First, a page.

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September 2017, Volume 15
  1. Pulp Mill Trip in Northern Alberta
  2. Synbiomics Annual General Meeting
  3. Elements of Bio-Mining to Turn Mine Waste into Valuable Metals
  4. Special Seminar: Dr. Morton Barlaz
  5. BioZone Mass Spec User Meeting
  6. Farewell Katrina & Welcome Back Vinthiya
  7. Congratulations to BioZone September Graduates
  8. Welcome New BioZone Students
  9. Save the Date & Call for Presenters: BioZone Fall Symposium
  10. Student Spotlight: Ruhi Choudhary
  11. BioZone Fall Retreat 2017
  12. Science Puns!
  13. Recent Publications

1. Pulp Mill Trip in Northern Alberta

"From August 20 to 23, several researchers from University of Toronto and Queen’s University, including myself, visited three of our industrial partners in Northern Alberta. These partners are supporting the new Genome Canada project 'Synbiomics', led by Prof. Emma Master. The trip led us to Innotech Alberta in Vegreville, and the two pulp mills Slave Lake Pulp (West Fraser) in Slave Lake, and Millar Western in Whitecourt. We were particularly interested in the anaerobic wastewater treatment systems operated by Millar Western and Slave Lake Pulp. The mill visits involved tours through the treatment plants, presentations and discussions about our collaborative research project."  
-Torsten Meyer, Research Associate (Edwards and Master labs)

2. Synbiomics Annual General Meeting

On Wednesday September 13 and Thursday September 14, Synbiomics held their first Annual General Meeting at St. Michael’s College. The AGM was headed by BioZone Professor Emma Master and project co-leader Harry Brumer from University of British Columbia. The AGM highlighted the direction of the Synbiomics project, the involvements of industry partners, and the research progress to date through presentations, discussions, workshops and an informative poster session. The 2-day AGM fostered many fruitful discussions with industry partners of the project and reinforced connections between students, post-docs, and research associates across the Synbiomics network.

The project entitled “Synbiomics: Functional genomics and techno-economic models for advanced biopolymer synthesis” is funded by one of 13 Genome Canada Large-Scale Applied Research Project grants of $9.5 million for four years. Synbiomics is focused on harnessing the genetic potential of microorganisms to identify and develop new biocatalysts that can be used to create materials from trees, such as resins, coatings, bioplastics and adhesives. Emma is leading a team that includes co-leader Harry Brumer from the UBC, BioZone Director Elizabeth Edwards, Adrian Tsang from Concordia University, and Steve Smith and Warren Mabee from Queen’s University.
For more information about the project, click here.

3. Elements of Bio-Mining to Turn Mine Waste into Valuable Metals

"They are invisible to the naked eye, able to withstand extreme conditions and capable of breathing rocks. They are the microbes that thrive in tailings ponds at mining sites around the world, and a team of Canadian researchers believes they are the key to transforming waste material into something much more valuable.
'There are bugs that thrive on metabolizing sulfur, others on metabolizing iron,' says Professor Vladimiros Papangelakis (ChemE). 'If we can control such biochemical reactions, we could both remediate the waste and recover valuable metals that could pay for the cost of processing.'
Papangelakis, along with Professor Elizabeth Edwards (ChemE) is leading the Elements of Bio-Mining project, a multidisciplinary collaboration between U of T Engineering (Krishna Mahadevan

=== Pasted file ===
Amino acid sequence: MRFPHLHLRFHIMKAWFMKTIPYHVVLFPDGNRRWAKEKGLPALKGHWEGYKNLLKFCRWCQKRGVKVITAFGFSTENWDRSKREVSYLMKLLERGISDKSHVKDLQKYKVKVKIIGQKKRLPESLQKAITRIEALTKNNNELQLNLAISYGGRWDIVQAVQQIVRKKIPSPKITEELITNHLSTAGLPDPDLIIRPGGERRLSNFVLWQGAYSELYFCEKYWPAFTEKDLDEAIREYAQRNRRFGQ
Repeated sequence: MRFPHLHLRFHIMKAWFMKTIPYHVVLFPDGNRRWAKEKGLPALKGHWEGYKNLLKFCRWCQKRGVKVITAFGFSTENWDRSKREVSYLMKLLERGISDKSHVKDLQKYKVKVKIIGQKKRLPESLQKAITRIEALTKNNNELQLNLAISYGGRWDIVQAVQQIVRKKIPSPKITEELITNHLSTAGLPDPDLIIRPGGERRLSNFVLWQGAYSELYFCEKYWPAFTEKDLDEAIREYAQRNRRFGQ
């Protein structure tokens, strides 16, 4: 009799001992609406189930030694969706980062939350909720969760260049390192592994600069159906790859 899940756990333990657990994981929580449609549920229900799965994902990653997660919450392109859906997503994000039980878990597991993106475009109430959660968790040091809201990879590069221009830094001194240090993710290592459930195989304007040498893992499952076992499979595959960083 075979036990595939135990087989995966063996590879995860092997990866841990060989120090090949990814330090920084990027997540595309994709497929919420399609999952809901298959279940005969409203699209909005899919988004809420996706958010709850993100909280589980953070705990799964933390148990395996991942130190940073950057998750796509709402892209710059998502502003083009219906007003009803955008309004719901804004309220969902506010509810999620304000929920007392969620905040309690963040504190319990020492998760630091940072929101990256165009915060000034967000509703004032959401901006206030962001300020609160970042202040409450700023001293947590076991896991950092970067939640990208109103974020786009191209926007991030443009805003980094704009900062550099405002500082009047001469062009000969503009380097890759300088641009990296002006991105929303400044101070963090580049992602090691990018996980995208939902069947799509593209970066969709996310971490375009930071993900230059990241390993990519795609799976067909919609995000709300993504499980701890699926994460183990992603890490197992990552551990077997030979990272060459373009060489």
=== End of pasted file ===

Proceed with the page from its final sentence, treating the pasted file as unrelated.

, Brad Saville, Alexei Savchenko, Alexander Yakunin), Laurentian University, and the University of British Columbia (UBC), as well as a number of technology, engineering and mining companies, including Glencore, Vale, Teck, Barrick and Hatch."

Click here to continue reading the full article. To visit the Bio-Mining project website, click here.

4. Special Seminar: Dr. Morton Barlaz

On Tuesday September 12, BioZone had the pleasure of listening to Dr. Morton Barlaz present on a very important issue: heat generation and accumulation in solid waste landfills. Dr. Barlaz is a distinguished University Professor and Head of the Department of Civil, Construction and Environmental Engineering at North Caroline State University. In his talk, Dr. Barlaz discussed the reports of landfills experiencing temperatures in excess of 100°C, and how his modelling can be used to help describe the generation, consumption and release of heat from landfills.
To read his new publication about this issue, click here
.
5. BioZone Mass Spec User Meeting
BioZone’s Mass Spectrometry Facility is holding our annual meeting for current and future users on October 23, 2017 @ 9:00 am – 2:00 pm in Wallberg room 219 (2nd floor).

The aims of this meeting are:
  1. to provide users with information on the latest techniques and methods the facility is capable of performing,
  2. and to determine what sample prep techniques and analysis tools our users are interested in having access to.
Planned presentations:
  1. Keynote Address: Metabolomics for enzyme discovery – Dr. Amy Caudy, University of Toronto
  2. Differential analysis of mass spectrometry data for metabolomics and small molecule approaches – Robert Flick, BioZone MS Metabolomics Specialist
  3. What are you missing in your metabolome…the orbitrap MS perspective – Amanda Souza, Thermofisher
  4. Success stories – Short presentations from HQP on successful projects using the MS facility
The meeting will conclude with a User Forum to discuss emerging trends, new technologies, and new protocol development, followed by a tour of the BioZone Mass Spectrometry Facility.

Students will also have a Q&A session with our experts to find out how the facility can help their projects.

Find out more about the BioZone Mass Spec facility here.

6. Farewell Katrina & Welcome Back Vinthiya

The bittersweet Tea Time: Hello new students but farewell Katrina
On Tuesday September 19, we held an EXTRA SPECIAL two-part Tea Time. The first part welcomed some of the new students to BioZone: Ileana, Nila, Ruhi, Michael, Lais, and Ainsley. The second part was a surprise potluck for Katrina Chu who left BioZone at the end of the month. Aside from the mountains of food that were brought, a gift was presented to Katrina on behalf of all of BioZone, Prof. Mahadevan personally thanked her for all of her help specifically in organizing our stipends (we thank her too), and tears were held back as Katrina expressed how grateful she was to work in BioZone with us. Thank you Katrina for everything you have done for BioZone, we truly appreciate it and will miss you! But don’t worry, she hasn’t gone too far; if you want to go visit, she will be at the Public Health and Preventative Medicine Residency Program with the School of Public Health at 155 College, across the street! Word is she will also have a candy bowl at her desk for any visitors...

Vinthiya returns from maternity leave!
Welcome back Vinthiya Param! She left BioZone in October 2016 for maternity leave, and has returned with a healthy baby boy at home. She will be back as the Research Grant and Project Administrator in WB314 so please stop by and welcome her back in her office or at the next Tea Time!

7. Congratulations to BioZone September Graduates